However, if you choose to claim the actual expenses when you first start deducting your car's business expenses, you must keep using that method for as long as you drive that vehicle for business.

Says Green: "Once I inform clients that they’re stuck using the actual expenses method if they start that way in year one, they’re often discouraged from using actual expenses."

The rule is flipped for a leased vehicle you use for work-related trips. In that case, if you choose the standard mileage rate, you must use that method for the entire lease period.

 

Tracking and claiming your travel

Regardless of which business mileage deduction method you use, you must keep travel records to help you appropriately claim the miles on line 9 of your Schedule C. The back of that form is also where you record your vehicle's total miles and the number you drove for business.

Record-keeping for the standard mileage rate is generally easier since you’re just tracking miles, tolls and parking.

If you're a traditionalist, keep a small notebook in your car to jot travel details, such as miles to and from your business meeting, as well as the people who attended and what was discussed.

Smartphone apps, such as MileiQ, Motus and TripLog, can also help track business travel.

And Green suggests taking a photo of your odometer at the beginning of the tax year and again on Dec. 31.

 

Other deductible miles

In addition to deductible business travel, you might also be able to claim other travel expenses.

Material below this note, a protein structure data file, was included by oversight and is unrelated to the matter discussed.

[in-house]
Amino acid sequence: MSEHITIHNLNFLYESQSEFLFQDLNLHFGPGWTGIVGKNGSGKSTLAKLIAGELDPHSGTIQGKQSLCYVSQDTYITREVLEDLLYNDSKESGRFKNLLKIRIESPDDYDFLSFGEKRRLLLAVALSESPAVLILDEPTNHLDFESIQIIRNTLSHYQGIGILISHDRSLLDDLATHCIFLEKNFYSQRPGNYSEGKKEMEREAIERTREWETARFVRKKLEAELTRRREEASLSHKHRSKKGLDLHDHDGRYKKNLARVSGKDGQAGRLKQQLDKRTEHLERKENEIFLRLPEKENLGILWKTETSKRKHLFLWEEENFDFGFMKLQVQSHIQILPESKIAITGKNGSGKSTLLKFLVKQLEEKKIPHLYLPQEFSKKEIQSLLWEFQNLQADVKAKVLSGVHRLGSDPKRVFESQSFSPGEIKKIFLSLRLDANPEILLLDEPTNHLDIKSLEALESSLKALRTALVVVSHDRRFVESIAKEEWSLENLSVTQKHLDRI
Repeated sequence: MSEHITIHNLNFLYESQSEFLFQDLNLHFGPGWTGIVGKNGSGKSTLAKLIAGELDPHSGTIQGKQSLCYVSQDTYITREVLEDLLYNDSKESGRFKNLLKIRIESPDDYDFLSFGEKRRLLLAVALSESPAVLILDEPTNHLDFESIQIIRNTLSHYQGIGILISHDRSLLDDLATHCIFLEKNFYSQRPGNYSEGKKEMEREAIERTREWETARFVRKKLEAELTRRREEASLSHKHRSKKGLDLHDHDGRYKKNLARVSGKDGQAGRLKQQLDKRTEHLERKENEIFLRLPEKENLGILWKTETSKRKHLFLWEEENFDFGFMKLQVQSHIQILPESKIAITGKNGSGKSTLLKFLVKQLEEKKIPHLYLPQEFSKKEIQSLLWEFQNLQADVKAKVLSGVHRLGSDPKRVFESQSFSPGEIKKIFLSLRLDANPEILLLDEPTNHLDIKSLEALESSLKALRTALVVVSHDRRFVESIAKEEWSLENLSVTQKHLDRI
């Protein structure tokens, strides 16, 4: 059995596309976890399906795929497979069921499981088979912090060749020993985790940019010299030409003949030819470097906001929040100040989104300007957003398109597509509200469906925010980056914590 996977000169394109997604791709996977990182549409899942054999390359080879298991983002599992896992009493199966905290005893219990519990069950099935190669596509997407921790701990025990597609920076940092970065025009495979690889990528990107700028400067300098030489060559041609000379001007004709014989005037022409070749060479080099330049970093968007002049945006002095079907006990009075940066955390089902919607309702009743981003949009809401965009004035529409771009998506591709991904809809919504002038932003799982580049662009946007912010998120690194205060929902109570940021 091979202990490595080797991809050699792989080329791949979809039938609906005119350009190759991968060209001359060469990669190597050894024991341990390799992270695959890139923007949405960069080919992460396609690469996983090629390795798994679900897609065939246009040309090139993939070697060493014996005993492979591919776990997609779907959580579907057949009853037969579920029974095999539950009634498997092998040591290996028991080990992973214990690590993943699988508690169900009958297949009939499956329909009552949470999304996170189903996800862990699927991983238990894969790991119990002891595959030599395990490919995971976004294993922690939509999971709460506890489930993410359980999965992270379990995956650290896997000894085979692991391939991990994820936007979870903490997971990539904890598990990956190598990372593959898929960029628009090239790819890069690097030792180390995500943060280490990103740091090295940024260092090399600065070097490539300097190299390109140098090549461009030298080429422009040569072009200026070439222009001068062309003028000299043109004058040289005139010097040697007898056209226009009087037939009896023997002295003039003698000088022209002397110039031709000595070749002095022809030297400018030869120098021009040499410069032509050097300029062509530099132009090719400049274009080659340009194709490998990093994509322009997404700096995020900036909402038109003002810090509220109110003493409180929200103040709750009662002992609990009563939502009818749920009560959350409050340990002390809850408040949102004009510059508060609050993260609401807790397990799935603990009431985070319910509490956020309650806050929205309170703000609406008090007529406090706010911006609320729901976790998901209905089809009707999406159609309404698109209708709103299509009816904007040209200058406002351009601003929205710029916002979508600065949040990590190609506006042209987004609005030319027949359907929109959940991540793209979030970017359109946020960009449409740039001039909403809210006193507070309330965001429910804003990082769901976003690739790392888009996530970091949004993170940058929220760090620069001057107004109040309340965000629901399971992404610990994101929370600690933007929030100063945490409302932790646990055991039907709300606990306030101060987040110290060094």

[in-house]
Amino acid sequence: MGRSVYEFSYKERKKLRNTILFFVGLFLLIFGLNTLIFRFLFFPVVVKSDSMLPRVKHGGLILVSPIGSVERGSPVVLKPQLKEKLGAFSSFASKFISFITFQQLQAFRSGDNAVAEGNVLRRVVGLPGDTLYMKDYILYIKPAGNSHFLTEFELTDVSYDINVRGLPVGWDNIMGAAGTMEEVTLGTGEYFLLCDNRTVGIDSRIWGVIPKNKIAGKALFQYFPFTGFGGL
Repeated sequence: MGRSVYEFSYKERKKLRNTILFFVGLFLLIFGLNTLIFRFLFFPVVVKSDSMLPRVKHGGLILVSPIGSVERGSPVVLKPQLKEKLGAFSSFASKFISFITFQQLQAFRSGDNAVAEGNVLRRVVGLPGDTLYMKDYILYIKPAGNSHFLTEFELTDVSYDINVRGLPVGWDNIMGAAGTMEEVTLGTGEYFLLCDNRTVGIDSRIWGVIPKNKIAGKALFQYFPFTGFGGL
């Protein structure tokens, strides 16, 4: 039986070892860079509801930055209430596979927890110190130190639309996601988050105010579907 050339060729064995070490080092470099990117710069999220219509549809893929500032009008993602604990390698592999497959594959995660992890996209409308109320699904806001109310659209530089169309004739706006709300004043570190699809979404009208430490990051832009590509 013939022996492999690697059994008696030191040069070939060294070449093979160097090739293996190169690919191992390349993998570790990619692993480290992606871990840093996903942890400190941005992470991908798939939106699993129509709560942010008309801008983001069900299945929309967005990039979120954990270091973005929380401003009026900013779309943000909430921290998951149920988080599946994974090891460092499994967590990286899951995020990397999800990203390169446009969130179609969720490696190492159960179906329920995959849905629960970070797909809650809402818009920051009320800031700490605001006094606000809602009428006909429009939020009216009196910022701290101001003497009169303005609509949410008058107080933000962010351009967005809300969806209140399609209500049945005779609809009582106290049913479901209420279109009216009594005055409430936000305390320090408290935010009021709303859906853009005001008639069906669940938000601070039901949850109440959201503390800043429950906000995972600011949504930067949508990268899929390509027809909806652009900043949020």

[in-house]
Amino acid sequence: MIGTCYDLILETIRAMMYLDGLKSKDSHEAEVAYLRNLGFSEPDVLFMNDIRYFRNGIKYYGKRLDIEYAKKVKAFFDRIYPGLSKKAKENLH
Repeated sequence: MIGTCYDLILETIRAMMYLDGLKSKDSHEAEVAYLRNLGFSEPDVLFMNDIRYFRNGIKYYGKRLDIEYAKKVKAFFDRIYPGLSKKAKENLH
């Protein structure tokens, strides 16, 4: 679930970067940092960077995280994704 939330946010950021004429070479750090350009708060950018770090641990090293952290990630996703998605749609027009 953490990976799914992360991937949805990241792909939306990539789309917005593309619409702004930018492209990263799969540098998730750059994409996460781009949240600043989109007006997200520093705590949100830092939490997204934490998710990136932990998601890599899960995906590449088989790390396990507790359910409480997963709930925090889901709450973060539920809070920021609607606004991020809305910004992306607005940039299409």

When the IRS announces the standard business mileage rate each year, it also sets rates for moving miles and travel for medical reasons. Travel for both these actions is worth 19 cents per mile driven for medical or moving purposes on your 2016 tax return. In 2017, it drops to 17 cents per mile.

Once you calculate your moving expenses, including allowable miles, on Form 3903, you (or your tax software) transfer the amount of the adjustment / above the line deduction to line 26 of Form 1040 or Form 1040NR.

Miles driven as a volunteer to help a qualified charity, such as using your car to deliver food to shut-ins, are also deductible. This per-mile amount is 14 cents. It isn’t adjusted annually for inflation. Your charitable miles value is included as an itemized charitable deduction on Schedule A.

In all these cases, you should keep good records of your tax-deductible travel. Not only will that ensure you get the most out of the tax deduction, but it also can help answer any questions if the IRS audits your tax return.

 

About the Author: Kay Bell has been a dedicated tax geek for two decades. The award-winning journalist, book author and creator of the Don't Mess With Taxes blog is a native Texan (that explains her blog's name). She's also an avid sports fan, so when she's not delving into the Internal Revenue Code, she's sorting through the performance stats of her Baltimore Orioles, Houston Astros, Washington Capitals and Dallas Cowboys. Connect with her on Twitter @taxtweet.

Disclaimer: We know taxes are complicated, so we provide this information for general educational purposes only. It isn’t intended to be personalized legal, financial or tax advice, and we don’t guarantee the accuracy, completeness or reliability of this content. If you have questions about your personal tax situation, consider contacting an accountant, tax attorney or financial advisor. Come back to Credit Karma Tax when you’re ready to file your taxes for free!

 

Still have questions? Contact member support

Continue your tax filing

Was this article helpful?